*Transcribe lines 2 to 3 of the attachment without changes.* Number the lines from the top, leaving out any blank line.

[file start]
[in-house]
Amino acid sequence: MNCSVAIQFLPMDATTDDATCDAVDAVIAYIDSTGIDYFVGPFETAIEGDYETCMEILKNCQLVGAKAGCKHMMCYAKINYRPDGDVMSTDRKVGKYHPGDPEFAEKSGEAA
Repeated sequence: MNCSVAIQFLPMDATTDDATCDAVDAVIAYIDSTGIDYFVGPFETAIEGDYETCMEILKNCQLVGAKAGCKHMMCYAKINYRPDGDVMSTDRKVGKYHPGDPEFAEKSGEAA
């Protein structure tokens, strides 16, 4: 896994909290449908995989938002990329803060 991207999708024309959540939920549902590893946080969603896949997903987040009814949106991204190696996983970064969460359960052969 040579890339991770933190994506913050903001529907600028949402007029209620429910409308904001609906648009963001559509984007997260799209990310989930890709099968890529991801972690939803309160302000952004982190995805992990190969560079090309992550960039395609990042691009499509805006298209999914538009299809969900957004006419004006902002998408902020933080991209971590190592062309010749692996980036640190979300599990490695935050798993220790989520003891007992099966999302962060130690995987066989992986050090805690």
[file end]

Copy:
Amino acid sequence: MNCSVAIQFLPMDATTDDATCDAVDAVIAYIDSTGIDYFVGPFETAIEGDYETCMEILKNCQLVGAKAGCKHMMCYAKINYRPDGDVMSTDRKVGKYHPGDPEFAEKSGEAA
Repeated sequence: MNCSVAIQFLPMDATTDDATCDAVDAVIAYIDSTGIDYFVGPFETAIEGDYETCMEILKNCQLVGAKAGCKHMMCYAKINYRPDGDVMSTDRKVGKYHPGDPEFAEKSGEAA